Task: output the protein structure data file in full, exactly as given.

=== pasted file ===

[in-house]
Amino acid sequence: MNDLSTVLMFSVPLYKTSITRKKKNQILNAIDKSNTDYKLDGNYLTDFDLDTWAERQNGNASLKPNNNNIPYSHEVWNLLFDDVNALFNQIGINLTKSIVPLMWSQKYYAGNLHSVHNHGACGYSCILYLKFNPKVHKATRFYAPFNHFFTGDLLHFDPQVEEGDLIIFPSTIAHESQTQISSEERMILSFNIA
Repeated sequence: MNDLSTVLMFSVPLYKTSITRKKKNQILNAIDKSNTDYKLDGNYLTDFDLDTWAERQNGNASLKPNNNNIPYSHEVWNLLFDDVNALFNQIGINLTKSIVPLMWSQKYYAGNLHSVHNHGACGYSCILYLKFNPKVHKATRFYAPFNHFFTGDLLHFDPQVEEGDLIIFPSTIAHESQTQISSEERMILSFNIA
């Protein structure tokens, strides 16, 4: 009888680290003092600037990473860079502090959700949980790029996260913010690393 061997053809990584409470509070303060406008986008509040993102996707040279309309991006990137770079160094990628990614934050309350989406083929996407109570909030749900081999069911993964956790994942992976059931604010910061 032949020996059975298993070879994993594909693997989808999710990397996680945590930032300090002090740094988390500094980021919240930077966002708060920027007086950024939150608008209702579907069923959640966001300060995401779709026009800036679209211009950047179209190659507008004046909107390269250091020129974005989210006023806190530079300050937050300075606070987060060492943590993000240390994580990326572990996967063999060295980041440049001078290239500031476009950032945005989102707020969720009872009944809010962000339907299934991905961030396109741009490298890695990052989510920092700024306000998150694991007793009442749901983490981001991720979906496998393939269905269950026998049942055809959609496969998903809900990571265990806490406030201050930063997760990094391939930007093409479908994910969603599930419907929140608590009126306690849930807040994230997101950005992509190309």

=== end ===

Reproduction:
[in-house]
Amino acid sequence: MNDLSTVLMFSVPLYKTSITRKKKNQILNAIDKSNTDYKLDGNYLTDFDLDTWAERQNGNASLKPNNNNIPYSHEVWNLLFDDVNALFNQIGINLTKSIVPLMWSQKYYAGNLHSVHNHGACGYSCILYLKFNPKVHKATRFYAPFNHFFTGDLLHFDPQVEEGDLIIFPSTIAHESQTQISSEERMILSFNIA
Repeated sequence: MNDLSTVLMFSVPLYKTSITRKKKNQILNAIDKSNTDYKLDGNYLTDFDLDTWAERQNGNASLKPNNNNIPYSHEVWNLLFDDVNALFNQIGINLTKSIVPLMWSQKYYAGNLHSVHNHGACGYSCILYLKFNPKVHKATRFYAPFNHFFTGDLLHFDPQVEEGDLIIFPSTIAHESQTQISSEERMILSFNIA
């Protein structure tokens, strides 16, 4: 009888680290003092600037990473860079502090959700949980790029996260913010690393 061997053809990584409470509070303060406008986008509040993102996707040279309309991006990137770079160094990628990614934050309350989406083929996407109570909030749900081999069911993964956790994942992976059931604010910061 032949020996059975298993070879994993594909693997989808999710990397996680945590930032300090002090740094988390500094980021919240930077966002708060920027007086950024939150608008209702579907069923959640966001300060995401779709026009800036679209211009950047179209190659507008004046909107390269250091020129974005989210006023806190530079300050937050300075606070987060060492943590993000240390994580990326572990996967063999060295980041440049001078290239500031476009950032945005989102707020969720009872009944809010962000339907299934991905961030396109741009490298890695990052989510920092700024306000998150694991007793009442749901983490981001991720979906496998393939269905269950026998049942055809959609496969998903809900990571265990806490406030201050930063997760990094391939930007093409479908994910969603599930419907929140608590009126306690849930807040994230997101950005992509190309």